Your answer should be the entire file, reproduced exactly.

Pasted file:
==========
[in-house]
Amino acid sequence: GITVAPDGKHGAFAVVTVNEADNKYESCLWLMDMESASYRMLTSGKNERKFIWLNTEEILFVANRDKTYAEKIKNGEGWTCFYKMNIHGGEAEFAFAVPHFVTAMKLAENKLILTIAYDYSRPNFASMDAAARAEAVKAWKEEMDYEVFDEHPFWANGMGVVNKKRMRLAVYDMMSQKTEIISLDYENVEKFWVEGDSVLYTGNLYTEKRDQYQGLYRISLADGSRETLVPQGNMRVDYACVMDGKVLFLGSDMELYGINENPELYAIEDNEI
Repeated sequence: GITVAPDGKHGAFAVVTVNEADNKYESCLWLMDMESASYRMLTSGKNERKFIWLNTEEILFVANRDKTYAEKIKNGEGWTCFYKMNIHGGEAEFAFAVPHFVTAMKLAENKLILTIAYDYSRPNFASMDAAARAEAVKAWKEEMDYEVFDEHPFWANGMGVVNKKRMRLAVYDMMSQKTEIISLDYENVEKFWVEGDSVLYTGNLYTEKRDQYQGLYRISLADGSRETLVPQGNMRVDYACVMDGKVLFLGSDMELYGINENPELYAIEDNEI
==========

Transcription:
[in-house]
Amino acid sequence: GITVAPDGKHGAFAVVTVNEADNKYESCLWLMDMESASYRMLTSGKNERKFIWLNTEEILFVANRDKTYAEKIKNGEGWTCFYKMNIHGGEAEFAFAVPHFVTAMKLAENKLILTIAYDYSRPNFASMDAAARAEAVKAWKEEMDYEVFDEHPFWANGMGVVNKKRMRLAVYDMMSQKTEIISLDYENVEKFWVEGDSVLYTGNLYTEKRDQYQGLYRISLADGSRETLVPQGNMRVDYACVMDGKVLFLGSDMELYGINENPELYAIEDNEI
Repeated sequence: GITVAPDGKHGAFAVVTVNEADNKYESCLWLMDMESASYRMLTSGKNERKFIWLNTEEILFVANRDKTYAEKIKNGEGWTCFYKMNIHGGEAEFAFAVPHFVTAMKLAENKLILTIAYDYSRPNFASMDAAARAEAVKAWKEEMDYEVFDEHPFWANGMGVVNKKRMRLAVYDMMSQKTEIISLDYENVEKFWVEGDSVLYTGNLYTEKRDQYQGLYRISLADGSRETLVPQGNMRVDYACVMDGKVLFLGSDMELYGINENPELYAIEDNEI